Skip to content
OrgFlow Terminal Illustration

OrgFlow CLI is a Fresh Take on Salesforce Metadata Management

OrgFlow is a new, platform-independent command line interface (CLI) that gives Salesforce devops architects and developers a fresh set of metadata management capabilities based on source control management and eventual consistency. In this product profile I will explain some of the OrgFlow concepts and how it works. I’ll then compare OrgFlow to some other parts of the Salesforce devops ecosystem so you can see how it might fit into your strategy.

OrgFlow in a Nutshell

To use OrgFlow you go to their website and download the OrgFlow is a CLI. It runs on Linux, Windows, and MacOS systems. OrgFlow also comes in a Docker image. You will need an account on the OrgFlow website, because the CLI interacts with the service to do its job. OrgFlow offers a free two-month trial and then requires you to purchase a paid subscription. Paid subscriptions start at $150 per month for a starter system.

Images Courtesy OrgFlow

OrgFlow CLI creates groups of Salesforce orgs as stacks. All your release-related orgs are put into stacks as environments. An environment is a link between a Salesforce org and a branch within a Git repository.

Commands like “orgflow env:flowin” scan that org’s metadata and store it in a designated branch. Subsequent “flowin” commands then let developers commit low-code Salesforce org changes to a branch with appropriate commit messages. When ready, a “flowout” command deploys a branch to an org. OrgFlow lets you merge branches with a combination of “flowin” and “flowout” commands.

What makes “orgflow env:flowout” different from “sfdx force:source:deploy” is that its online service automatically retries failed deployments, systematically moving error-generating elements. OrgFlow calls this eventual consistency. Those failed components are stored in a Git branch, which may be processed later. Then, using the OrgFlow online service you monitor the deployment process and process the erroneous components.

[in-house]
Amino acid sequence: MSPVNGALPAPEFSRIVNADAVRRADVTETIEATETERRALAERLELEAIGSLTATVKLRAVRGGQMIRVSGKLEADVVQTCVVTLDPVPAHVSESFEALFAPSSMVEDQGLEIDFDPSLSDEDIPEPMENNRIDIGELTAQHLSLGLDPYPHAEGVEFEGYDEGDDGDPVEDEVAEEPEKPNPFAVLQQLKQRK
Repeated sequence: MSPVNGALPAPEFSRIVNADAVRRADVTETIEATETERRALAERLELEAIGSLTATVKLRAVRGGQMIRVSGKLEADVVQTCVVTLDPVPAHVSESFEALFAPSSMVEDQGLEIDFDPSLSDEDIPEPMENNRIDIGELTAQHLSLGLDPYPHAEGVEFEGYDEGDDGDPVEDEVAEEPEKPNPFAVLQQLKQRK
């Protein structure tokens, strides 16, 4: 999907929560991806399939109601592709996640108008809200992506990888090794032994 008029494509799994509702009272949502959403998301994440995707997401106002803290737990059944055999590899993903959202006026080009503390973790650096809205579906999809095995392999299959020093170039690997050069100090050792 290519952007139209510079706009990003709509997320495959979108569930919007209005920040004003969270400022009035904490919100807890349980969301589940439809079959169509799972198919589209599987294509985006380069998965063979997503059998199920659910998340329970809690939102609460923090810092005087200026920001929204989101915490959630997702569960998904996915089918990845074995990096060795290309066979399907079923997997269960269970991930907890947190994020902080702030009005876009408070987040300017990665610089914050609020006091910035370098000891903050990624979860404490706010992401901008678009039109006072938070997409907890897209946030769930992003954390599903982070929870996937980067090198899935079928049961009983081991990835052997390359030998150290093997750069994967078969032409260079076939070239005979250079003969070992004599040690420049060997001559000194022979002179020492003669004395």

Bring Your Own Command Server

OrgFlow is targeted to Salesforce devops programs that choose to build their own solutions. To integrate OrgFlow into a devops pipeline you need a command server like Jenkins, Azure DevOps, or GitHub Actions. To make it easy, OrgFlow even has GitHub Actions samples available in the GitHub Marketplace.

OrgFlow may be well-suited to consultancies, system integrators, and vertical application developers. Those companies tend to draw engineering talent from the cloud native world. For a team to bring OrgFlow into their organization, they would likely already be committed to Git and branch-based Salesforce development. Since OrgFlow stores all its metadata content and records in your private Git repositories, no data is stored in the OrgFlow service.

Birthed from Cloud Native Computing

The origin of OrgFlow is a familiar story. It was borne out of necessity by frustrated developers! In this case, Daniel Rosenberg and Chris Payne were on a consulting team who worked for a client that needed Salesforce devops. They looked carefully at all the Salesforce devops platform vendors, and decided they wanted to build something that was more composable and flexible.

The OrgFlow founders are from the cloud native world, where devops pipelines are better integrated with source code management systems like Git. In a series of posts on Medium, Mr. Rosenberg shares the company’s manifesto for modernizing Salesforce development. He notes with furor how Salesforce orgs tend to randomly change its metadata. This results in a Salesforce development team’s inability to reliably deploy new code with standard tools like SFDX-CLI.

OrgFlow CLI: By Developers, For Developers

OrgFlow CLI targets a common problem encountered when updating a Salesforce org with SFDX-CLI. Every Salesforce developer who has submitted a sandbox changeset to a production org knows this pain. It comes when an entire deploy fails because of a low-code change in the target org. When I see that failure message on the Salesforce deploy screen my stomach clenches. That is because I know it is up to me to unravel a metadata puzzle and re-submit, possibly do it all over again.

OrgFlow brings a new metadata pain management system to the Salesforce devops armamentarium. It should be worth a look for Salesforce developers and architects who long for better metadata management, but don’t want to invest in a low-code Salesforce devops tool.